File Sharing via iTunes
Beginning with iOS 4, it is possible to share files between computer and iPhone/iTouch. Files created on the computer can be installed in the iPhone, and files created on the iPhone can be transferred to the computer. In iTunes (version 9.2 or higher), when you select your iPhone in the left (under "Devices"), and then select the Apps tab on the top of the screen, on the bottom portion of the screen you'll see a section entitled "File Sharing."
On the left will be a list of applications which support file sharing; Birdwatcher's Diary (labelled "Birdwatcher") will be one of them. Select "Birdwatcher", and in the right-hand column you'll see a list of the files on the iPhone that you can upload to your desktop. Locations.txt is a tab-delimited file of your locations including all associated information (state, coordinates, etc.). Phrase List.txt is a list of your stock phrases for use in sighting notes. And Archived Sightings is a folder containing a series of files, one for each day's sightings that you have archived, named using a "YYYYMMDD" format (e.g., 20100713.txt). To upload any of these, select it, tap the Save to... button, and specify the desktop computer location where you want the file or folder stored. At this time, iTunes doesn't support opening folders, so the entire Archived Sightings folder must be uploaded at once, and not just a single file of sightings.
To transfer a file into the iPhone, tap the Add button and select the file from your computer to transfer to the iPhone. You might, for example, share your Locations or Phrase List file with a friend who could then install the identical list in their copy of Birdwatcher's Diary. Or you might transfer your Phrase List to your computer, add a bunch of phrases to it, and then transfer the revised file back to the iPhone, rather than having to enter the new phrases on the iPhone.
File transfer can also be used as an alternate method to transfer bird lists into the software. Prepare the bird list in a text file on your computer exactly as described above in the Input section, and, using the Input section of the Files screen, configure the Include/Exclude table appropriately. In the Settings app, set the Download Base URL to "local" (without the quotes) or "iTunes" (whichever makes most sense to you, they'll both work). Use file transfer in iTunes to move the file into the iPhone, set the Download Filename on the Input screen to the name of the file (you can omit ".txt" if your file ends with that), and tap Download to iPhone).
Finally, file transfer can be used for standard output of custom, eBird, or Google map files, in lieu of email, ftp, or clipboard. On the Output section of the Files screen, do everything as described above, but set the Upload Base URL to "local" or "iTunes". Tap the button which should now read Save File to iTunes, and the file will be saved to the place where you can transfer it to your desktop. Unfortunately at this time Apple provides no way to delete those files, so you may wish to always use the same name (or series of names) to save the file, so that as weeks and months pass you'll just keep overwriting the files (which you've presumably already transferred to the desktop), rather than accumulating more and more files.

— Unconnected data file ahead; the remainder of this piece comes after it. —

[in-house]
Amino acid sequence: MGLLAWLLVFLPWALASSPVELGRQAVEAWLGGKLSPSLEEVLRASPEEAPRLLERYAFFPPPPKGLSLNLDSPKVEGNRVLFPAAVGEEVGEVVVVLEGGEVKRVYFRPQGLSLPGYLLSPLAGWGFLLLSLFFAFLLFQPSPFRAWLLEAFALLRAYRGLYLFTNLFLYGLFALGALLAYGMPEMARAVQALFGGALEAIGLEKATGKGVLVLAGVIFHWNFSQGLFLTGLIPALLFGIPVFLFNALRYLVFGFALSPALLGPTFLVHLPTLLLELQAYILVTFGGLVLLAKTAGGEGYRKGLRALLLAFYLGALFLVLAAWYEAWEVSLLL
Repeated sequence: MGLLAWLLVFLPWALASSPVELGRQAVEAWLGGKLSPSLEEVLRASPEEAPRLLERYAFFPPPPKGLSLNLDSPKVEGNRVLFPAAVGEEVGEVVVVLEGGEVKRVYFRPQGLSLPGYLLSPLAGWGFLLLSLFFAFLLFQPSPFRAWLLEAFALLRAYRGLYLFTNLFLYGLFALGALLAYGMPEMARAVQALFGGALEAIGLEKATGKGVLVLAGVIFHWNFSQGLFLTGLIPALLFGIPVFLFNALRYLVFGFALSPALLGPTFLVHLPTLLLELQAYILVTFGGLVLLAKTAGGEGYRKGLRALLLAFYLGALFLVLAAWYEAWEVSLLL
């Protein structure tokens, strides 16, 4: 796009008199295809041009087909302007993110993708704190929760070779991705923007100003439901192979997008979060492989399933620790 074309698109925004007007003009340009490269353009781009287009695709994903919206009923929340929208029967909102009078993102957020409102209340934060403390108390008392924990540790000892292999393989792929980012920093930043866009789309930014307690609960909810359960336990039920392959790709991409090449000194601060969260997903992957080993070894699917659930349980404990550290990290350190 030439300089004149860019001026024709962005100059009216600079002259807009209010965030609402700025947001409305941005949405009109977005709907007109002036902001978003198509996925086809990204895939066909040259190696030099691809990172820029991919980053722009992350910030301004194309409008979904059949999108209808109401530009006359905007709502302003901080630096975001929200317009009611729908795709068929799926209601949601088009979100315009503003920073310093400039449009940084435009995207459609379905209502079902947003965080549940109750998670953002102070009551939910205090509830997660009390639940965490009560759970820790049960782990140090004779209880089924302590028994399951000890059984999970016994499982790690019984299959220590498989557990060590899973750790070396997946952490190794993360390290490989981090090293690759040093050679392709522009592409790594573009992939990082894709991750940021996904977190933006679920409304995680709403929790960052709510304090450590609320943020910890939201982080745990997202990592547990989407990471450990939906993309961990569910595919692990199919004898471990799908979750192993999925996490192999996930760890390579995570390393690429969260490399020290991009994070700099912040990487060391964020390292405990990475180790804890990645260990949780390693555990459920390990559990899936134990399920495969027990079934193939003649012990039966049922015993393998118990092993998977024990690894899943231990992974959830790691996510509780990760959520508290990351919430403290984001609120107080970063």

A note on file formats: The files created by Birdwatcher's Diary are text files, but they can be of two different types. If your information (location names, sighting notes, etc.) contain only "simple" characters (like a-z), the files that you transfer to the computer, and the files you will transfer back to the iPhone, are simple ASCII text files. If the information contains accented characters (e.g., ñ or é), then Birdwatcher's Diary saves information as Unicode text files. The text editing software on your computer will most likely read both types of files; this is true for simple text programs like TextEdit on the Macintosh, or more complex word processing programs like Microsoft Word (on Mac or Windows). The trickiest part is that, if you modify files on the computer and then want to transfer them back to the iPhone, you must save them in the proper format (ASCII or Unicode, depending on the contents of the file, and note that this should be "Unicode-16"
if you are given a choice, not "Unicode-32" or "Unicode-8"). Most modern programs will give you a choice of the format in which to save the file, but you need to pay attention. As far as the contents of the file, you should be able to discern the format of the files fairly easily, which are tab-delimited text files. If you add or remove information from those files, take care to preserve the format.
Inputting data into eBird
Once you have a file on your desktop or laptop computer, as described above, here's how to import it into eBird:
Here's a quick step-by-step guide to getting started.